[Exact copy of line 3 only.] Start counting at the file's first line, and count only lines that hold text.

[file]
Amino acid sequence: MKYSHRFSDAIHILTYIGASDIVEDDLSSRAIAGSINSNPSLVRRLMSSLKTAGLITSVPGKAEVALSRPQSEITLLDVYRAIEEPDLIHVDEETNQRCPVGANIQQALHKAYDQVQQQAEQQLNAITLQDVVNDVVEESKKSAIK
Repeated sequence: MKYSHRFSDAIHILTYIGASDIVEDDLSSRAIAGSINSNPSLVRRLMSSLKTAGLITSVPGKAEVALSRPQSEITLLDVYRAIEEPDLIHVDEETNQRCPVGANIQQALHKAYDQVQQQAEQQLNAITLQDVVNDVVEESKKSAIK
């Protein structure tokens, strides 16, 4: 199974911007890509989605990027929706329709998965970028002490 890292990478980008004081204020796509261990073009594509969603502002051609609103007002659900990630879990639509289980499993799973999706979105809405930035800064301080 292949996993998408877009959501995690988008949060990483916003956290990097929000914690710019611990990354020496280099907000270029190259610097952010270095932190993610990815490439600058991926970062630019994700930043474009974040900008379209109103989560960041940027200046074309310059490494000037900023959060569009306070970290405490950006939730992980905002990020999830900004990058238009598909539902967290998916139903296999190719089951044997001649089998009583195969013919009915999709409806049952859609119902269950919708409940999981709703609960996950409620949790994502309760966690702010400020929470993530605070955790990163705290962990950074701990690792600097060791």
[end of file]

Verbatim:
């Protein structure tokens, strides 16, 4: 199974911007890509989605990027929706329709998965970028002490 890292990478980008004081204020796509261990073009594509969603502002051609609103007002659900990630879990639509289980499993799973999706979105809405930035800064301080 292949996993998408877009959501995690988008949060990483916003956290990097929000914690710019611990990354020496280099907000270029190259610097952010270095932190993610990815490439600058991926970062630019994700930043474009974040900008379209109103989560960041940027200046074309310059490494000037900023959060569009306070970290405490950006939730992980905002990020999830900004990058238009598909539902967290998916139903296999190719089951044997001649089998009583195969013919009915999709409806049952859609119902269950919708409940999981709703609960996950409620949790994502309760966690702010400020929470993530605070955790990163705290962990950074701990690792600097060791």